* The computer company is going to send a technician to my house to try to help me fix the computer.


to retrieve – to get back something that has been lost or stolen

* Were the police able to retrieve the stolen necklace?


to act up – to misbehave; to behave poorly or incorrectly; to not work properly

* Lately the computer has been acting up, making files disappear without warning.


to take (something) personally – to be offended, believing that something happened for personal reasons

* The other day I said that I don’t like the color red and Shauna took it personally because she was wearing a red sweater, but that’s not what I meant!

Comprehension Questions
1. What happened to the ATM machine?
a) Somebody put jam inside it.
b) The ATM card got stuck inside it.
c) The PIN got jammed inside it.

2. Why does Robin take the check out of the deposit envelope?
a) Because she’s going to give it to the bank clerk.
b) Because she has decided not to deposit it.
c) Because she needs it to make a withdrawal.

Answers at bottom.

What Else Does It Mean?
to transfer

The verb “to transfer,” in this podcast, means to move something, especially money, from one place to another: “Walter had an emergency while he was traveling in Asia, so he asked his parents to transfer money to his account.” “To transfer” can also mean to change the university where one is studying: “Mindy decided to transfer from Colorado State University to the University of Colorado.” “To transfer” can also mean to move from one train or bus to another while using public transportation: “To get from the library to the zoo, you’ll need to take bus 13 and then transfer to bus 7 when you reach the city park.” “To transfer (something)” often means to make a copy of information stored electronically so that it can be placed on another computer or music player: “The easiest way to transfer information between our computers would be to make a CD.”

to act up

In this podcast, the phrase “to act up” means to not work properly: “The CD player is acting up again, stopping every five minutes.” When we talk about children, the phrase “to act up” means to misbehave or to behave poorly: “Young children often act up when they want their parents to pay more attention to them.” “To act out” means to perform something in theater: “Gisa is acting out the role of Ophelia in tonight’s performance of Othello.” “To act on (something)” or “to act upon (something)” means to do something based on information or advice that one has received: “Acting on her parents’ wishes, Bela went to medical school, but she never really wanted to be a doctor.”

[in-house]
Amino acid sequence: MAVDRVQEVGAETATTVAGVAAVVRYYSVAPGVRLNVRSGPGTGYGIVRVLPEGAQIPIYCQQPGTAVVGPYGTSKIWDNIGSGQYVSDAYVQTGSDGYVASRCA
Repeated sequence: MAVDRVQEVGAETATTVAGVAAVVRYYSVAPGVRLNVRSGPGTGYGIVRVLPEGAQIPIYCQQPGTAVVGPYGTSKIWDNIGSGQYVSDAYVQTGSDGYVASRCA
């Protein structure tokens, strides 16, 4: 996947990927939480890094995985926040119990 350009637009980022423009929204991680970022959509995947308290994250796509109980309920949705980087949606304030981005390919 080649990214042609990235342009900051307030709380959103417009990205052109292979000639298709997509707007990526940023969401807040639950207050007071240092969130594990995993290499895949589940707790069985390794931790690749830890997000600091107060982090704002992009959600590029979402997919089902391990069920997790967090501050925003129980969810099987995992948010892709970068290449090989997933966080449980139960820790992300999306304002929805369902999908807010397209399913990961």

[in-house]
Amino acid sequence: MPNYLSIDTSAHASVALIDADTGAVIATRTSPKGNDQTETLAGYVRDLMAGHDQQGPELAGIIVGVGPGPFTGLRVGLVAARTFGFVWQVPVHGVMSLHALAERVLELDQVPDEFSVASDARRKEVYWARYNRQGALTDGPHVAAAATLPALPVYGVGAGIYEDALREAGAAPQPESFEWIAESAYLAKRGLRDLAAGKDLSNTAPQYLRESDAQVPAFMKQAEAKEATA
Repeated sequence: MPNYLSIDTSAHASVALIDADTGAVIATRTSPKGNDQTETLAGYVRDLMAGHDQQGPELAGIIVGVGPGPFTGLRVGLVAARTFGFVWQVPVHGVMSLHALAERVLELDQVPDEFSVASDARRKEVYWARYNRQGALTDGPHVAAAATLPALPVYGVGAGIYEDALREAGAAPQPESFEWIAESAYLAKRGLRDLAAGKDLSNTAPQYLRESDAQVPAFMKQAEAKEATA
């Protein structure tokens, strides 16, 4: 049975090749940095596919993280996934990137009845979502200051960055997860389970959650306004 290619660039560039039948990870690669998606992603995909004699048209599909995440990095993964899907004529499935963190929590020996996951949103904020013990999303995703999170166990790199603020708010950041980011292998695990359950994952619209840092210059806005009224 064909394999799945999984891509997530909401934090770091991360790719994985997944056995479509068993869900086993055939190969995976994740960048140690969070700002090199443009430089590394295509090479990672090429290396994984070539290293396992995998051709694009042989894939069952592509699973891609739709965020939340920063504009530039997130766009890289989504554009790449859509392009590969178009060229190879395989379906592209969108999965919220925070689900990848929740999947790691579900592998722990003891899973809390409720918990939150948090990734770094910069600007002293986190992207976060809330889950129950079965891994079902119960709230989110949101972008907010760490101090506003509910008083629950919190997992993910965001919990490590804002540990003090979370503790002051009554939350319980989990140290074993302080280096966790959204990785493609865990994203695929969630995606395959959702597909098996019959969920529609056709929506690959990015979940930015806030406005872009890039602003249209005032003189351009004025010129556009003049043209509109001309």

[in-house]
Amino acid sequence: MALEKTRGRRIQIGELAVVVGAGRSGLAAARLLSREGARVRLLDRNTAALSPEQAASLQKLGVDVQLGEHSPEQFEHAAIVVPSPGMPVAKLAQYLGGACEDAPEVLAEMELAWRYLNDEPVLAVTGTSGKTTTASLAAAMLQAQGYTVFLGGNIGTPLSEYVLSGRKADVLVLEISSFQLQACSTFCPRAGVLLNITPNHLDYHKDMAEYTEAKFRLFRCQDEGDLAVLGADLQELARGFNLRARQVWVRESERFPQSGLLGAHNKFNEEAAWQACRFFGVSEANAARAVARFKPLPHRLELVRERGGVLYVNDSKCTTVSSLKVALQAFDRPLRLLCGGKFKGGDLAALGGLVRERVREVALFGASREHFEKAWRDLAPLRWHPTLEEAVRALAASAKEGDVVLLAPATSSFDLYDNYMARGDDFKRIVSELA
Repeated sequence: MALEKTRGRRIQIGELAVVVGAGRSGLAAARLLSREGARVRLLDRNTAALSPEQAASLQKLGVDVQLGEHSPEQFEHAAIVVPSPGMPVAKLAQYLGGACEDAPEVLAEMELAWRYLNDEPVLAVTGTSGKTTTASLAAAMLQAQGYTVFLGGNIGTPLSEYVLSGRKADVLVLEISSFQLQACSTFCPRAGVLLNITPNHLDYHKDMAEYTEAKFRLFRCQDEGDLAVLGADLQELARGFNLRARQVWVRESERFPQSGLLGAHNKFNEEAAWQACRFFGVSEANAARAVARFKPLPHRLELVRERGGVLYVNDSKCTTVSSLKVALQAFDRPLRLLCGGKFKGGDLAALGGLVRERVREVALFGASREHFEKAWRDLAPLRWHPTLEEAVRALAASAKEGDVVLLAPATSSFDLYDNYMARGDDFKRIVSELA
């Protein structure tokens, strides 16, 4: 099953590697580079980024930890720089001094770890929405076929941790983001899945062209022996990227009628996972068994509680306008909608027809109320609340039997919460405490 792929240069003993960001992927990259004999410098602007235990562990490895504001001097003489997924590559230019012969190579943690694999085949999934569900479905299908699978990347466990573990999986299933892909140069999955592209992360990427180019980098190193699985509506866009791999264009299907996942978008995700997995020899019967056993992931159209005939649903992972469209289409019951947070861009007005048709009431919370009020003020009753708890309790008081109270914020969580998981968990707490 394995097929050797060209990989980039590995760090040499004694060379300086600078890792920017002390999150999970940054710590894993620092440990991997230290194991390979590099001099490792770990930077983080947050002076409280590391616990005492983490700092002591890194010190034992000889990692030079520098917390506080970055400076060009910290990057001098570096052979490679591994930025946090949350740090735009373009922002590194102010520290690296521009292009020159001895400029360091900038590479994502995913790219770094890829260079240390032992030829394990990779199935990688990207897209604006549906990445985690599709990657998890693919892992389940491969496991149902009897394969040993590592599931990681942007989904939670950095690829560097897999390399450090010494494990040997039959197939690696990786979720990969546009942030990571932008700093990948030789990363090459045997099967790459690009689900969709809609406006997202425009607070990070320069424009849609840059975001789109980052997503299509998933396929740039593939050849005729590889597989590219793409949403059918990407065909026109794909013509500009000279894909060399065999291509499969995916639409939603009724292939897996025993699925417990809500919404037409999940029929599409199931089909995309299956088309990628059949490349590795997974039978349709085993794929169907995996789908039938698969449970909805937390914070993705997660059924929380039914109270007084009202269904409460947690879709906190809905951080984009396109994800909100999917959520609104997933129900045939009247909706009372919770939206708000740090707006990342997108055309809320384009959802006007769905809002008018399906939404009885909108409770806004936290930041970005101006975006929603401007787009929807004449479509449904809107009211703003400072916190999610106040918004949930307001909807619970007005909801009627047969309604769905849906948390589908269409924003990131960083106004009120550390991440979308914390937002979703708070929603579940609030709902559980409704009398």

Culture Note
Banks in the United States try to get more customers by offering “convenient” (useful and easy) services. For example, many banks offer services online. “Online banking” lets customers view their account “balances” (the amount of money that they have), transfer money to other accounts, and even open new accounts online. Banks also offer “online bill pay” so that customers can pay their bills for electricity, phone, TV cable, and other services by using the Internet, without having to write and mail checks. The bank will send a check for the customer or transfer the money directly.

Banks also offer “automated services” that happen without the customer having to do anything. For example, customers can request that their “paychecks” (the money they receive from employers) have “automatic deposit,” meaning that the money appears in their bank accounts every two weeks without having to take the paycheck to the bank to deposit it. Customers can also set up “automatic transfers” so that money moves from their checking accounts to their savings accounts on the same date each month.

Many banks try to get new customers by offering free banking. For example, they might offer “no-fee accounts” where the customer doesn’t have to pay for the checking account if he or she keeps a minimum amount of money in the account. Other banks offer “no-fee ATMs” so that if customers use that bank’s ATMs, they don’t have to pay anything to take money out of their accounts.

Other banks offer convenient hours, extending the bank’s hours later in the evening or on weekends so that people who work full-time have time to go to the bank.

Comprehension Answers
1 - b

2 - a